Most people in the UK are aware than in an emergency, you should call 999 to reach the fire, police or ambulance services. Yet, several new numbers have been introduced recently. Do you know which number you should call for the right assistance in an emergency?
999: Emergencies Only
999 has been used in the UK for over 80 years and was the world’s first single emergency number. The number 999 was chosen for technical reasons, but had an incidental benefit – the number 9 could easily be found on a rotary phone, as it was next to the dial stop.
999 is used in Bahrain, Bangladesh, Botswana, Ghana, Hong Kong, Kenya, Macau, Malaysia, Mauritius, Qatar, Ireland, Poland, Saudi Arabia, Singapore, Eswatini, Trinidad and Tobago, Seychelles, the United Arab Emirates, the United Kingdom and Zimbabwe.
Through this one number, you can contact:
- Fire Service
- Mountain Rescue (you must first ask for Police)
- Lowland rescue
- Cave rescue
- Moorland search and rescue service
- Quicksand search and rescue service in Morecambe Bay
- Mine rescue
- Bomb disposal
112: Emergencies Only
112 was introduced in April 1995 in the UK. It was introduced across Europe in order to give a standard number for travelers to call across the EU.
It connects to the same services as 999 and works in exactly the same way. Neither number has priority over the other, so you may use either number to reach the emergency services.
Always do your own research before traveling.
999 and 112: How to Call in an Emergency
To call 999 and 112, simply enter the number into your mobile telephone or landline. The call is free.The operator will answer and ask ‘Which service do you require”. If you are unsure, the operator can advise.
In 2009, UK mobile phone networks introduced “Emergency Call Roaming”. This means that although a mobile phone might display a ‘no signal’ message, an emergency call will attempt to contact to another network. However, you will be unable to receive a call on that network, even if the inbound call is from emergency services.
However, if your phone does not contain a SIM card, you cannot make emergency calls. A SIM-less phone may display ‘Emergency Calls Only’, but that’s the phone’s software displaying the message. SIM free emergency calls have been blocked due to untraceable hoax calls.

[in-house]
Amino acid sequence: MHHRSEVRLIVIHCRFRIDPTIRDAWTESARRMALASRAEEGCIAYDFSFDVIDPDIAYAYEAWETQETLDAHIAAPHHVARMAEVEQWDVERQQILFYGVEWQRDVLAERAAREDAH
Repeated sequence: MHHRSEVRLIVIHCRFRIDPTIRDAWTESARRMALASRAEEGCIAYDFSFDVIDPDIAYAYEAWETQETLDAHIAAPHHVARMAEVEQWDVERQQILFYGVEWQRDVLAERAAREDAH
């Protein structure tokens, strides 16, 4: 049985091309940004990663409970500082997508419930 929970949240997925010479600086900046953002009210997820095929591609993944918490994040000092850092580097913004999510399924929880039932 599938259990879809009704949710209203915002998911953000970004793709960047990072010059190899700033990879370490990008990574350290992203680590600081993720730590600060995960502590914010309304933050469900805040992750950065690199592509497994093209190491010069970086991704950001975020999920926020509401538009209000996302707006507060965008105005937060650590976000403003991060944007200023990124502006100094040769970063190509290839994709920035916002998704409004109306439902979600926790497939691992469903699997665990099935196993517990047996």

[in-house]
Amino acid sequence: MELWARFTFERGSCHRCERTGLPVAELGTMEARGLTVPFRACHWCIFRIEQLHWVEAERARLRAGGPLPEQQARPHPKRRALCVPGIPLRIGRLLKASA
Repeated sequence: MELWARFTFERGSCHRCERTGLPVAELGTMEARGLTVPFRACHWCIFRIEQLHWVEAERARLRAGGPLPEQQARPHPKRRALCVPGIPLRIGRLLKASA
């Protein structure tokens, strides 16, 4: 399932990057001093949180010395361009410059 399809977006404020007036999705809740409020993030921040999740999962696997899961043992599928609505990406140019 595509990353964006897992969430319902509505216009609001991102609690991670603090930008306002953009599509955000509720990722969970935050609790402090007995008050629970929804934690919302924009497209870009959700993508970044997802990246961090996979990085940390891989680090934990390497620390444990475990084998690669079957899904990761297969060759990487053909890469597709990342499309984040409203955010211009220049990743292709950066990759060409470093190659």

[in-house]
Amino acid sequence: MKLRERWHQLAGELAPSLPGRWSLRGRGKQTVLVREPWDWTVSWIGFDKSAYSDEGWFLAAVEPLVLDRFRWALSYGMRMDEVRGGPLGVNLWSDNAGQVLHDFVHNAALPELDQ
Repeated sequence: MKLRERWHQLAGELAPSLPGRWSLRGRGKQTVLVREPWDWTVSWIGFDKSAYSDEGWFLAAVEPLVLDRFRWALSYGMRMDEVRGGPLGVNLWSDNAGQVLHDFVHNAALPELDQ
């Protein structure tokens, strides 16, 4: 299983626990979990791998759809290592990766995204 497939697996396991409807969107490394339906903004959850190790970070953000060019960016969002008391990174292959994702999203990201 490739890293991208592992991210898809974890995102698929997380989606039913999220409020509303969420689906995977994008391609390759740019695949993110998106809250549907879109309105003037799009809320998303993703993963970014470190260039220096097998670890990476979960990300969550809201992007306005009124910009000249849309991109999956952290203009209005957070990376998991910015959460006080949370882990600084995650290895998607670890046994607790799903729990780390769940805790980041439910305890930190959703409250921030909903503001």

999: How to Text in an Emergency
You can send a text to 999 (but you must pre-register for this service). To pre-register, text the word ‘register’ to 999.
You can only send a text from your own phone network. If you have a weak or intermittent signal on your home network sending a text to 999 could be a
111: Non-emergency number for the NHS
NHS 111 can help if you have an urgent medical problem that is not an emergency issue and you’re not sure what to do.
You will speak to an advisor, who will ask a series of questions about your condition, or the condition of the person affected.
101: Non-emergency number for the Police only
101 is only available if you are calling from within England, Wales, Scotland or Northern Ireland. Calls are charged at 15 pence per call.
You can call 101 to report crime that is not an emergency. For example:
- Your car or property has been stolen
- Your property has been damaged
- You suspect drug use or related crime in your neighborhood
- Share information about crime in your area
- Speak to the police
You should always call 999 when it is an emergency, such as when a crime is in progress, someone suspected of a crime is nearby, when there is danger to life or when violence is being used or threatened.